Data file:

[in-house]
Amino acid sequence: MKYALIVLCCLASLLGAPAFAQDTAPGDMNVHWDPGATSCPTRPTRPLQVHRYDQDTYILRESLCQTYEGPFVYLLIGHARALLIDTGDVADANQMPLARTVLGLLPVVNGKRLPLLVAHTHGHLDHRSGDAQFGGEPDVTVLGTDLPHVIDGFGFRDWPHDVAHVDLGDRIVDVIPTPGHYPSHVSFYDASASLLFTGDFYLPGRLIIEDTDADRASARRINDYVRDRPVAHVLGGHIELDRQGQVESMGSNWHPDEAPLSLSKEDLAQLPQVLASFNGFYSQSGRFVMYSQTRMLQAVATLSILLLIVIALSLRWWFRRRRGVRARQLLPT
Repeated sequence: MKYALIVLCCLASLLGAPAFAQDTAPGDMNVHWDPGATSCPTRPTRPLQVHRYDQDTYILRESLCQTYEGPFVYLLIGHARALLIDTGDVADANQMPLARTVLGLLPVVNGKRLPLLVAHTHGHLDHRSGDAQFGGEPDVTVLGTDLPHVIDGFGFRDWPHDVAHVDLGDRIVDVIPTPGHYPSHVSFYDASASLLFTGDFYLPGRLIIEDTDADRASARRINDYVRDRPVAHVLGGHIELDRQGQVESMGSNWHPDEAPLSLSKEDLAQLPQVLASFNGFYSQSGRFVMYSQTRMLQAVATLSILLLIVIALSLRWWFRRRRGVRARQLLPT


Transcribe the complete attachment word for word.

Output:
[in-house]
Amino acid sequence: MKYALIVLCCLASLLGAPAFAQDTAPGDMNVHWDPGATSCPTRPTRPLQVHRYDQDTYILRESLCQTYEGPFVYLLIGHARALLIDTGDVADANQMPLARTVLGLLPVVNGKRLPLLVAHTHGHLDHRSGDAQFGGEPDVTVLGTDLPHVIDGFGFRDWPHDVAHVDLGDRIVDVIPTPGHYPSHVSFYDASASLLFTGDFYLPGRLIIEDTDADRASARRINDYVRDRPVAHVLGGHIELDRQGQVESMGSNWHPDEAPLSLSKEDLAQLPQVLASFNGFYSQSGRFVMYSQTRMLQAVATLSILLLIVIALSLRWWFRRRRGVRARQLLPT
Repeated sequence: MKYALIVLCCLASLLGAPAFAQDTAPGDMNVHWDPGATSCPTRPTRPLQVHRYDQDTYILRESLCQTYEGPFVYLLIGHARALLIDTGDVADANQMPLARTVLGLLPVVNGKRLPLLVAHTHGHLDHRSGDAQFGGEPDVTVLGTDLPHVIDGFGFRDWPHDVAHVDLGDRIVDVIPTPGHYPSHVSFYDASASLLFTGDFYLPGRLIIEDTDADRASARRINDYVRDRPVAHVLGGHIELDRQGQVESMGSNWHPDEAPLSLSKEDLAQLPQVLASFNGFYSQSGRFVMYSQTRMLQAVATLSILLLIVIALSLRWWFRRRRGVRARQLLPT